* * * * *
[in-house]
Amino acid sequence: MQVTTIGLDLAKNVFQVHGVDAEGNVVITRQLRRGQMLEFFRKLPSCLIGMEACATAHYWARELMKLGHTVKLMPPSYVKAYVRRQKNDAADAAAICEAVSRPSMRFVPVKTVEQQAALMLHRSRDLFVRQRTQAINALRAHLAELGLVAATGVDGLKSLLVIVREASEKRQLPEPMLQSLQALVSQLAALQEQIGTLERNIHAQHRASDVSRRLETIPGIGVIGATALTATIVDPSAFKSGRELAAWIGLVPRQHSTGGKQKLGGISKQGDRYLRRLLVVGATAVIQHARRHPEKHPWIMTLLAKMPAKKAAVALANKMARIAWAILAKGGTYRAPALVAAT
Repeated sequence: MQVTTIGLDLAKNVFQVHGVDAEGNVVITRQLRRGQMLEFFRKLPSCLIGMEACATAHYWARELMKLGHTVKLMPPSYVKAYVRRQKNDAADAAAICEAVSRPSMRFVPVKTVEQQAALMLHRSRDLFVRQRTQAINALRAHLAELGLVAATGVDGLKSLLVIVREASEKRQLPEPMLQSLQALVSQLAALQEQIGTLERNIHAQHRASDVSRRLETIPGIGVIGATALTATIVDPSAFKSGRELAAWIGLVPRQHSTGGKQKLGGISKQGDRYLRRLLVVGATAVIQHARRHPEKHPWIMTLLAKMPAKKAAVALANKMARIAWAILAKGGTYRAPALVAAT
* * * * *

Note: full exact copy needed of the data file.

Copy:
[in-house]
Amino acid sequence: MQVTTIGLDLAKNVFQVHGVDAEGNVVITRQLRRGQMLEFFRKLPSCLIGMEACATAHYWARELMKLGHTVKLMPPSYVKAYVRRQKNDAADAAAICEAVSRPSMRFVPVKTVEQQAALMLHRSRDLFVRQRTQAINALRAHLAELGLVAATGVDGLKSLLVIVREASEKRQLPEPMLQSLQALVSQLAALQEQIGTLERNIHAQHRASDVSRRLETIPGIGVIGATALTATIVDPSAFKSGRELAAWIGLVPRQHSTGGKQKLGGISKQGDRYLRRLLVVGATAVIQHARRHPEKHPWIMTLLAKMPAKKAAVALANKMARIAWAILAKGGTYRAPALVAAT
Repeated sequence: MQVTTIGLDLAKNVFQVHGVDAEGNVVITRQLRRGQMLEFFRKLPSCLIGMEACATAHYWARELMKLGHTVKLMPPSYVKAYVRRQKNDAADAAAICEAVSRPSMRFVPVKTVEQQAALMLHRSRDLFVRQRTQAINALRAHLAELGLVAATGVDGLKSLLVIVREASEKRQLPEPMLQSLQALVSQLAALQEQIGTLERNIHAQHRASDVSRRLETIPGIGVIGATALTATIVDPSAFKSGRELAAWIGLVPRQHSTGGKQKLGGISKQGDRYLRRLLVVGATAVIQHARRHPEKHPWIMTLLAKMPAKKAAVALANKMARIAWAILAKGGTYRAPALVAAT